Mise En Place (There’s a word for my type A kitchen behavior!!!)

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Ahhh…a clean and organized kitchen is my heaven!  Not only do I love to cook – creating experiences for my friends and family through taste and presentation – I also relish the prep time.  The quiet time in the kitchen before guests arrive… before the smells and sounds of the kitchen commence… my alone time where I feel most at peace and relaxed.  Cooking but most importantly prepping my kitchen is one of my most favorite zen times.  I like to joke that I buy kitchen and chefs tools like most women buy shoes and purses (not a very Southern Belle trait of me but I digress…)

Have you ever heard the term “Mise En Place”?  It’s one of my favorite kitchen terms…perhaps a mantra for my time in the kitchen.  One of the best descriptions I’d read is from chef, author and television personality, Anthony Bourdain.  (Pardon the language…it is his quote after all and I’m quoting directly…us Southern Belles don’t usually use foul language *wink wink*)

“Mise-en-place is the religion of all good line cooks. Do not fuck with a line cook’s ‘meez’ — meaning his setup, his carefully arranged supplies of sea salt, rough-cracked pepper, softened butter, cooking oil, wine, backups, and so on. As a cook, your station, and its condition, its state of readiness, is an extension of your nervous system… The universe is in order when your station is set up the way you like it: you know where to find everything with your eyes closed, everything you need during the course of the shift is at the ready at arm’s reach, your defenses are deployed. If you let your mise-en-place run down, get dirty and disorganized, you’ll quickly find yourself spinning in place and calling for backup. I worked with a chef who used to step behind the line to a dirty cook’s station in the middle of a rush to explain why the offending cook was falling behind. He’d press his palm down on the cutting board, which was littered with peppercorns, spattered sauce, bits of parsley, bread crumbs and the usual flotsam and jetsam that accumulates quickly on a station if not constantly wiped away with a moist side towel. “You see this?” he’d inquire, raising his palm so that the cook could see the bits of dirt and scraps sticking to his chef’s palm. “That’s what the inside of your head looks like now.” You need to find your own meez. You need to arrange the elements and do it your way, not somebody else’s way, and that’s what I’m going to fumble through live and in-public.  What exactly is this mystical mise-en-place I keep going on about? Why are some line cooks driven to apoplexy at the pinching of even a few grains of salt, a pinch of parsley? Because it’s ours. Because we set it up the way we want it. Because it’s like our knives, about which you hear the comment: ‘Don’t touch my dick, don’t touch my knife.’” — Anthony Bourdain, Kitchen Confidential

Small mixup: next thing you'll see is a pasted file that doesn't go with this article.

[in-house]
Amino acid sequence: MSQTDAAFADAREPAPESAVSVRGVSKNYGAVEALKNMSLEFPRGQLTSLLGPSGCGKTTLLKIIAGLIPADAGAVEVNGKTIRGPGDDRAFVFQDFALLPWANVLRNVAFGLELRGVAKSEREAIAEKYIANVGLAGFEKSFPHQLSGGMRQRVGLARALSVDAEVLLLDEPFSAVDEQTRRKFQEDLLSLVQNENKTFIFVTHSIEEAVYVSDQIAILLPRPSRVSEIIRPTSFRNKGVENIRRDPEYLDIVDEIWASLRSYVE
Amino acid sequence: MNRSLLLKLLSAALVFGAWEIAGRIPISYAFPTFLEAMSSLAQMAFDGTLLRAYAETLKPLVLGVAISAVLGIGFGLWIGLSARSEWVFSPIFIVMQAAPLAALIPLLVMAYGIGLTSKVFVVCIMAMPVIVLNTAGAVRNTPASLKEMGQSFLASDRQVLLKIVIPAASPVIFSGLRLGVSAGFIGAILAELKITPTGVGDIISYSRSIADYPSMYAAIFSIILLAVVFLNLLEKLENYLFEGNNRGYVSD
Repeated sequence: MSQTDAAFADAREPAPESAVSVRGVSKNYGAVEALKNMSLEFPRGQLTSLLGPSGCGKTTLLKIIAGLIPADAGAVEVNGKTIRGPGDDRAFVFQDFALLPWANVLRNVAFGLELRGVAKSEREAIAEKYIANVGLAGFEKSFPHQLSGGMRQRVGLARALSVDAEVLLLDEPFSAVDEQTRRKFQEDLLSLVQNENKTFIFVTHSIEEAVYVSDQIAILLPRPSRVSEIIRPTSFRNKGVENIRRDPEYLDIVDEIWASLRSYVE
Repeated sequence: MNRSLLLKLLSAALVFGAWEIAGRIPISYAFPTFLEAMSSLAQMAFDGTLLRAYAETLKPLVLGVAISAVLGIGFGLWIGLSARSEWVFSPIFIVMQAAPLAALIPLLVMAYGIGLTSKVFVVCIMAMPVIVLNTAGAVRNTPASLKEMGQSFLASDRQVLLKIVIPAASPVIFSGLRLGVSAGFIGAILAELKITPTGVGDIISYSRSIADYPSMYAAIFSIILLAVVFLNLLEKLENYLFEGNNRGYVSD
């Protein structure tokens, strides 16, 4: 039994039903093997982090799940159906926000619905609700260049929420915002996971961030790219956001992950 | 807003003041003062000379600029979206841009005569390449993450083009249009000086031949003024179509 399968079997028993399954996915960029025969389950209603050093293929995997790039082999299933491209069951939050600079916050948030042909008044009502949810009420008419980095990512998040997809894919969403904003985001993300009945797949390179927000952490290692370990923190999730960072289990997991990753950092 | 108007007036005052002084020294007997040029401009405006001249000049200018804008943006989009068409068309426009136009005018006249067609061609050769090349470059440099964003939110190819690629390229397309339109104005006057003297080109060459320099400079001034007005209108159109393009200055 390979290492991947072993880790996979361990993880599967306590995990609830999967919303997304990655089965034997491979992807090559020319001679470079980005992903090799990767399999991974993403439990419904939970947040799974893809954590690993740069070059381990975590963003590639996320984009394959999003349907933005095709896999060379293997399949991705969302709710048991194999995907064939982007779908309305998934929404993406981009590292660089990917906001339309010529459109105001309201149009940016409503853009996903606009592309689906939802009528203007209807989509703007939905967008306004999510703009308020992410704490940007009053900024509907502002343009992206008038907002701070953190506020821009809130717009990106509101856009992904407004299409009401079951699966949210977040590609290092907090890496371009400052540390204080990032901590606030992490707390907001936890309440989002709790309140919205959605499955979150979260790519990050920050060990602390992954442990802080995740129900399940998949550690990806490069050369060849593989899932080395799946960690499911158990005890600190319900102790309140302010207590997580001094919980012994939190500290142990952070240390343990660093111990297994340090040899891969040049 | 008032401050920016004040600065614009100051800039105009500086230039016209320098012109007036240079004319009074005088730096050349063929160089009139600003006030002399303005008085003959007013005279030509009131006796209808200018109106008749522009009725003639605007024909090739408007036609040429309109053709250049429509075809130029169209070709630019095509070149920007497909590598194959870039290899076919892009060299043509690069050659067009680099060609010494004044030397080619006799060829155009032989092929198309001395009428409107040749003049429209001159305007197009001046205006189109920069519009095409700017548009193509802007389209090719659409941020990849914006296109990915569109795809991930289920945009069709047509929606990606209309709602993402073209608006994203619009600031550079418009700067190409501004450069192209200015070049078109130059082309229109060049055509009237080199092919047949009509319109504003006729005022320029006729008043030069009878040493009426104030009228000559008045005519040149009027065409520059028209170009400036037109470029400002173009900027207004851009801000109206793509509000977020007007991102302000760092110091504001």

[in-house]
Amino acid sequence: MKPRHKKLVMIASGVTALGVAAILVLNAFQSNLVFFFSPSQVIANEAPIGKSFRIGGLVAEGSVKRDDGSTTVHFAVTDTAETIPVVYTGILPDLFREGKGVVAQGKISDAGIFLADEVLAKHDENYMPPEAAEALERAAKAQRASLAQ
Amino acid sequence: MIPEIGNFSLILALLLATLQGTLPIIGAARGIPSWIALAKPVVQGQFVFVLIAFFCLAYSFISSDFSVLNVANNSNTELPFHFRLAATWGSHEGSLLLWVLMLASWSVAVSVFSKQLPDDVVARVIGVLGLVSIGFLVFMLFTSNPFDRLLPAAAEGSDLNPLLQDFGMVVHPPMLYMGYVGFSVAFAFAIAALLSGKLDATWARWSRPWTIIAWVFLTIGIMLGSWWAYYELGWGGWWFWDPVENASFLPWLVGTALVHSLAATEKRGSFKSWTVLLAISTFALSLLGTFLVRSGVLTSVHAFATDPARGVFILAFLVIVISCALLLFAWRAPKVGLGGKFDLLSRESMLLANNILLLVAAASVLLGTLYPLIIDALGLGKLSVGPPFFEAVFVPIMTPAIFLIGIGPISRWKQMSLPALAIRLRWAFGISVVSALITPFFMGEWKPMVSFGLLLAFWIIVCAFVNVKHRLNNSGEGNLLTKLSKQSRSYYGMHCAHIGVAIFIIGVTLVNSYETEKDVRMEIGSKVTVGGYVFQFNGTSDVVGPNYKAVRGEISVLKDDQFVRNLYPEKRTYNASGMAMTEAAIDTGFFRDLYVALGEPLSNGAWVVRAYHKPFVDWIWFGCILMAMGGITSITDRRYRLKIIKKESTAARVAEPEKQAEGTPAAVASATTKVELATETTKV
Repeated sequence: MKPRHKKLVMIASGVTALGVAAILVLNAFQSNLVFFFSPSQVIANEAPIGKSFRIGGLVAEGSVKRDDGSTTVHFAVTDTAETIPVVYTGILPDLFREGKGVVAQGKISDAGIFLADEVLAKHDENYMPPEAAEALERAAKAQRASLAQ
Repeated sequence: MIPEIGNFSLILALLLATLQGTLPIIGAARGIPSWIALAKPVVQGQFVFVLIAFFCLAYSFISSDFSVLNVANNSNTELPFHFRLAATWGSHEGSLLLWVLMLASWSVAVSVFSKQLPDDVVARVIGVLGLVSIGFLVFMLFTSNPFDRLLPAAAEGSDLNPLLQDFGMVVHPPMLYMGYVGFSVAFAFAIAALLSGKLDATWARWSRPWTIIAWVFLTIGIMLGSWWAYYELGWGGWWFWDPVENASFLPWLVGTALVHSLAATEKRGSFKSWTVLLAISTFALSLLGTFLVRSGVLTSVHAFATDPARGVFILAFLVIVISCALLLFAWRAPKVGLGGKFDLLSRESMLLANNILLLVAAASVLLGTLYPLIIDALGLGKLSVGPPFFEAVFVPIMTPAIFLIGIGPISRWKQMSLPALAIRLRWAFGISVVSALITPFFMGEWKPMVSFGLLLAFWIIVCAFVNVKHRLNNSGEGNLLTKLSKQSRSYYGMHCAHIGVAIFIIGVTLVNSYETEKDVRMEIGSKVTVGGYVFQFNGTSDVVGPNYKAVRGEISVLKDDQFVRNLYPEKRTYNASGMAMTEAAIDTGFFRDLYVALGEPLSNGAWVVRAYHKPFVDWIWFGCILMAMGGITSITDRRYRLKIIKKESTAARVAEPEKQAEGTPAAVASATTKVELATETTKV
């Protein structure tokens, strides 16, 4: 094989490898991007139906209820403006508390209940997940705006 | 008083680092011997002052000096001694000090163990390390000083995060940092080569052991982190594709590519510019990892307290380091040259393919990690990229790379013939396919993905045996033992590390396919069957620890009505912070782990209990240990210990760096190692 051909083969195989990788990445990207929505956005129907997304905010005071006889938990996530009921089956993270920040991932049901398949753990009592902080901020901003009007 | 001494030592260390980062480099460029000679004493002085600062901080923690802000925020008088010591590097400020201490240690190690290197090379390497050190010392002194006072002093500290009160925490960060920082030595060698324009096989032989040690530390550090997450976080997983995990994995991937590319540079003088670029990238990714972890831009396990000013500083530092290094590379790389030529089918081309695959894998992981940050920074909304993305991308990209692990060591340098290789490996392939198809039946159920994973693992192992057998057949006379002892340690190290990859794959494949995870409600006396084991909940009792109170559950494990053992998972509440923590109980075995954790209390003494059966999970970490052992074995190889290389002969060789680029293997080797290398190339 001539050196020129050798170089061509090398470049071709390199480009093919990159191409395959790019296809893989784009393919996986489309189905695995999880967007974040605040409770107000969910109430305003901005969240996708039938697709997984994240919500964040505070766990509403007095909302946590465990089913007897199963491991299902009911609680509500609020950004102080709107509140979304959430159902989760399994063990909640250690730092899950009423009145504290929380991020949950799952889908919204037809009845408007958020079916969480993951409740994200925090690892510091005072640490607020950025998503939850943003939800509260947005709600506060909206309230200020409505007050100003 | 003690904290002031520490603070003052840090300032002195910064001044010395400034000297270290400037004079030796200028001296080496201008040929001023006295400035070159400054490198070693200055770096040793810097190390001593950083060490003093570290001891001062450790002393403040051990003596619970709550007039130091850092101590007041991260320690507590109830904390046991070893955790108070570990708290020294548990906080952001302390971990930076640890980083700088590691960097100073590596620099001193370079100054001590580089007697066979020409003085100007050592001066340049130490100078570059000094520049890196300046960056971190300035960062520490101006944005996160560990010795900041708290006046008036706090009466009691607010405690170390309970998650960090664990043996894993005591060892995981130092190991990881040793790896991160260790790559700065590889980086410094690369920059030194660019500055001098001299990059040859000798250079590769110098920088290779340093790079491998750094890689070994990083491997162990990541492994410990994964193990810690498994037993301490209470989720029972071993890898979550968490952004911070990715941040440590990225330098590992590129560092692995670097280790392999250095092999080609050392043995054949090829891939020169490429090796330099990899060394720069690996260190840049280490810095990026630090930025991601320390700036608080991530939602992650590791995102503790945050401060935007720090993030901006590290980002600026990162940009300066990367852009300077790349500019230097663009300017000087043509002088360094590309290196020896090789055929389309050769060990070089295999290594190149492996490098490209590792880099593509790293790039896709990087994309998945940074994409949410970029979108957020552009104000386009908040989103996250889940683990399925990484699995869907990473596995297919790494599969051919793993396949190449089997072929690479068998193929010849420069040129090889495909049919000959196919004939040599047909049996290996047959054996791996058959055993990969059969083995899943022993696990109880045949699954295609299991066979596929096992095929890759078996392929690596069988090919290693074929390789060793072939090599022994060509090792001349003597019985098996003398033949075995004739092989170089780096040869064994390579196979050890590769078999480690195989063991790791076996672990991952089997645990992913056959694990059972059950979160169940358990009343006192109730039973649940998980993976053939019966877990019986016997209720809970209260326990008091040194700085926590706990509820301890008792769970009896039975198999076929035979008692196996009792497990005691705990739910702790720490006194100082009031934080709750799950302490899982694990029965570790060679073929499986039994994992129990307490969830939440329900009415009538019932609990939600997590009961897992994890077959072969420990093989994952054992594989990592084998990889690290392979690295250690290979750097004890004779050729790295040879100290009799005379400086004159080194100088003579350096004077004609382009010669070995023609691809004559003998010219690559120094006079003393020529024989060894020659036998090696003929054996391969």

How true!  For me, preparing for cooking and creating a culinary experience starts with my setup.  It’s almost like my premeditation time where I prepare my mind and my physical surroundings.  My Italian grandmother always used to say that a well prepared kitchen and cleaning as you go (in addition to a glass of wine or two) makes for a happy (and relaxed) chef.  It may be different for every chef but what the setup tells you is the same.  A chefs “meez” let’s you glance into the window of their cooking world – tools and ingredients they keep immediately at hand.  How they organize them. Which knives do they keep close? Which seasonings? Which ingredients? A glance at a chef’s meez” tells you not just what they cook, but how they cook — what their approach is, what mindset they bring to their dishes.  It’s like looking at all of the art tools a painter uses before you see the final result on the canvas.

The term Mise En Place is believed by some to have originated with the man behind the Savoy Hotel’s kitchen in London and subsequently the first Ritz Carlton hotel kitchens in Paris and then London.  His name was Georges Auguste Escoffier and was a leader in French cuisine in the 20th century.   He worked in restaurants on the French Riviera and then in the Army in 1870 during the Franco-Prussian War.  Perhaps it was his experience in the Army kitchens that helped shape the idea of having everything in its place.  After the war,  Georges opened his own restaurant in Cannes and then later worked with the hotels in Paris and London, recruiting chefs and reorganizing their kitchens.  He simplified existing kitchen practices and helped make the famous tea time at the Ritz become an institution.

I ask you, my readers, what are some of your kitchen practices?  I’d love it if you’d share in the comments section below!  But for me, it’s back to my zen place.  My prep space.  My kitchen….



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